Schneier: Fight for privacy or kiss it good-bye
If the public wants online privacy it had better fight now for laws to protect it because businesses won't and individuals don't have the clout, security expert Bruce Schneier told RSA Conference.
Facebook's New Privacy Settings: 5 Things You Should KnowThe longer information-privacy policies go unset, the more likely it is that they never will be set, says Schneier, an author of books about security and CTO of security consultant BT Counterpane. As young people grow up with broad swaths of information about them in the public domain, they will lose any sense of privacy that older generations have.
And they will have no appreciation that lack of privacy shifts power over their lives from themselves to businesses or governments that do control their information. Laws protecting digital data that is routinely gathered about people are needed, he says. "The only lever that works is the legal lever," he says. "How can we expect the younger generation to do this when they don't even know the problem?"
As Schneier sees it, the problem is one of balancing control over data to maximize individuals' liberty. If individuals control data about themselves, that gives them liberty. If their information is controlled by the government, they lose liberty and power, he says. "If you give an individual privacy, he gets more power," Schneier says.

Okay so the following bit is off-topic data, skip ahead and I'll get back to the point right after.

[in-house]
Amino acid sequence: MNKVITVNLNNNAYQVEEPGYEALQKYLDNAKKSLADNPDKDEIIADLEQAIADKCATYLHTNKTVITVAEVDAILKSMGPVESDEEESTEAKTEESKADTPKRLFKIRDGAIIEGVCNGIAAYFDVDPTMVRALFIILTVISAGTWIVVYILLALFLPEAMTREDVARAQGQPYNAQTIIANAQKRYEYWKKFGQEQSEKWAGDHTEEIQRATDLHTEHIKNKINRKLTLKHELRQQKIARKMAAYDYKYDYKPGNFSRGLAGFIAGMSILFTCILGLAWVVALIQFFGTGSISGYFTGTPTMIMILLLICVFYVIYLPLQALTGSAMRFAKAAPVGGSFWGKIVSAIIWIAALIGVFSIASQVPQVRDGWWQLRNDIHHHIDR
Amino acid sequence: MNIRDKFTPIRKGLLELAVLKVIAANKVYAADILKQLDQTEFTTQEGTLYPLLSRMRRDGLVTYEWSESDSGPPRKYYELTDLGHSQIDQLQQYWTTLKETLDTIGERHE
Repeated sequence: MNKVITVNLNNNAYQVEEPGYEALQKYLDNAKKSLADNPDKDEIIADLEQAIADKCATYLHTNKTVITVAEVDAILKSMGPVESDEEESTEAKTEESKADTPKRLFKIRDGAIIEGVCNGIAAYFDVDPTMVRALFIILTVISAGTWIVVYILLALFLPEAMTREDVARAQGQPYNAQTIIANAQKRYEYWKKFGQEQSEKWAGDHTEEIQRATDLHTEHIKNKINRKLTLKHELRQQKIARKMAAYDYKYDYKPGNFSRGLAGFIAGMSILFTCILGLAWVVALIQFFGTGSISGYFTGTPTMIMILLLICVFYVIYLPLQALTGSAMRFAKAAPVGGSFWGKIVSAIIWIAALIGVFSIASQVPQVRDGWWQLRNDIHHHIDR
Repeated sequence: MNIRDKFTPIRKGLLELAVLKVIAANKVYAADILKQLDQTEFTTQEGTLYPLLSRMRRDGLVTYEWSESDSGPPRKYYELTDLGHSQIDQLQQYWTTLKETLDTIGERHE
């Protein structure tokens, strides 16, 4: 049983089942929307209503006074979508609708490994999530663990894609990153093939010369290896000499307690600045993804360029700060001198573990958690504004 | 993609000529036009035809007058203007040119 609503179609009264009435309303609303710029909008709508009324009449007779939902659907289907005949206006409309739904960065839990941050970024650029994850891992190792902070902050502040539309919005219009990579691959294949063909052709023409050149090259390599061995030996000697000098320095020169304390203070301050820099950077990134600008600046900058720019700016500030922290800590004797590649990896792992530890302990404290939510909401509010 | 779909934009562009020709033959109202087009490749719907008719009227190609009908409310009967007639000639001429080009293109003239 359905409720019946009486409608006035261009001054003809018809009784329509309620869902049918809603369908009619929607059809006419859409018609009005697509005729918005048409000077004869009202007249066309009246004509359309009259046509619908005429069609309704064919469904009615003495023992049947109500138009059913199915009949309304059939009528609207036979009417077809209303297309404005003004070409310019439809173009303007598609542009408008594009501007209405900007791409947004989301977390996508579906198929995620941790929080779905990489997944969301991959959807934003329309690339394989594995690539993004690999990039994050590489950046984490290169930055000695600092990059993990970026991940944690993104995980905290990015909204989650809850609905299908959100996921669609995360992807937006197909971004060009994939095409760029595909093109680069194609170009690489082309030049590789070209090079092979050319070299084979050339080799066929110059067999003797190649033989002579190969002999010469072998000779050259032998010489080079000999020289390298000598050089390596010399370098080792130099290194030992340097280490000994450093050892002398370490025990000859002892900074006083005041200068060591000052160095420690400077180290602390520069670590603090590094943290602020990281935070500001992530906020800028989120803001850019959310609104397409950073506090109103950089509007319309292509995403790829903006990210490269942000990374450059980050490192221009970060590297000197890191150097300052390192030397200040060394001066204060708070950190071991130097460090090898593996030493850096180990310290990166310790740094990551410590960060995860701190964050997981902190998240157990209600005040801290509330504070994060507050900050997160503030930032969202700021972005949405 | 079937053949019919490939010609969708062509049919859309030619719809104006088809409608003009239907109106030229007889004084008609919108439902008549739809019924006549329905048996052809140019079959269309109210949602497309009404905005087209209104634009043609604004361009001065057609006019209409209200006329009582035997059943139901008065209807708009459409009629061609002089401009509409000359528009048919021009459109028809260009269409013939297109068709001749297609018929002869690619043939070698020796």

Similarly, if government is forced to work in the open and its information is public, that gives the people power over the government. Government secrecy shifts the power balance to government, he says.
Now routine transactions such as credit card payments, paying tolls via transponders and opening social media accounts such as Facebook all generate digital records that are much easier and less expensive to store than to sort and delete, he says. As a result, digital data never dies.
That is very different than what has happened for the rest of human history when fewer records or none at all were kept and after awhile, people forgot details about particular incidents. "We're a species that forgets stuff," he says. "We don't know what it's like to live in a world that never forgets."
Social networking puts more information about individuals in front of the public with the illusion that it is private. But social networks don't try to help preserve privacy, Schneier says, citing U.K. research that found all 43 social networking sites reviewed make privacy control settings difficult to find and to understand. And defaults are almost always set to allow maximum dispersal of data, he says.
That's because these sites and search engines such as Google gather data about the activities and interests of individuals as an integral part of their businesses, he says. "We're Google's product that Google sells to their customers," Schneier says. "We get all the privacy that Facebook allows."
Mediating interactions with other people through computers -- social networking -- calls for setting policies about how information in those interactions is handled. "It's not natural," he says. "We now need policies where we didn't before."But people growing up living more of their lives in public won't know anything else. "By the time you graduate high school, you've been dumped on Facebook, and you're used to it," he says.
This rubs many older people the wrong way, because control of that data alters the quality of their lives. "It's not our data, it's our life, and we want control," he says.
Technology is not the problem because technology is neutral. Policies about how technology can and cannot be used determine privacy, and the balance is changing away from privacy. "We can accept the new balance or set the balance," he says.
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